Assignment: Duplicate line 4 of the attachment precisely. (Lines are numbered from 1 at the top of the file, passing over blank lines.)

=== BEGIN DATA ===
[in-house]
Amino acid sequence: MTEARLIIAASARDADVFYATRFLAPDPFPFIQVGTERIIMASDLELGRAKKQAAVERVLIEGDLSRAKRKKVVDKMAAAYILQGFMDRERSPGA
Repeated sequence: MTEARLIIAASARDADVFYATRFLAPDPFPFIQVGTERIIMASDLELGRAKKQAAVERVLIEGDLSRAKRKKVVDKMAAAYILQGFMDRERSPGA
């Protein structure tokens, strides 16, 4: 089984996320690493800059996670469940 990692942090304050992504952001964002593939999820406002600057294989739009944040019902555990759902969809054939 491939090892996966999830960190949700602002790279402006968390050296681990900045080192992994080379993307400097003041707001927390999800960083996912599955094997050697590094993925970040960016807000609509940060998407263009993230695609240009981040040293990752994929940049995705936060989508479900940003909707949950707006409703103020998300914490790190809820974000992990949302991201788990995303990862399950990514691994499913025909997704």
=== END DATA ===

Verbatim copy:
């Protein structure tokens, strides 16, 4: 089984996320690493800059996670469940 990692942090304050992504952001964002593939999820406002600057294989739009944040019902555990759902969809054939 491939090892996966999830960190949700602002790279402006968390050296681990900045080192992994080379993307400097003041707001927390999800960083996912599955094997050697590094993925970040960016807000609509940060998407263009993230695609240009981040040293990752994929940049995705936060989508479900940003909707949950707006409703103020998300914490790190809820974000992990949302991201788990995303990862399950990514691994499913025909997704």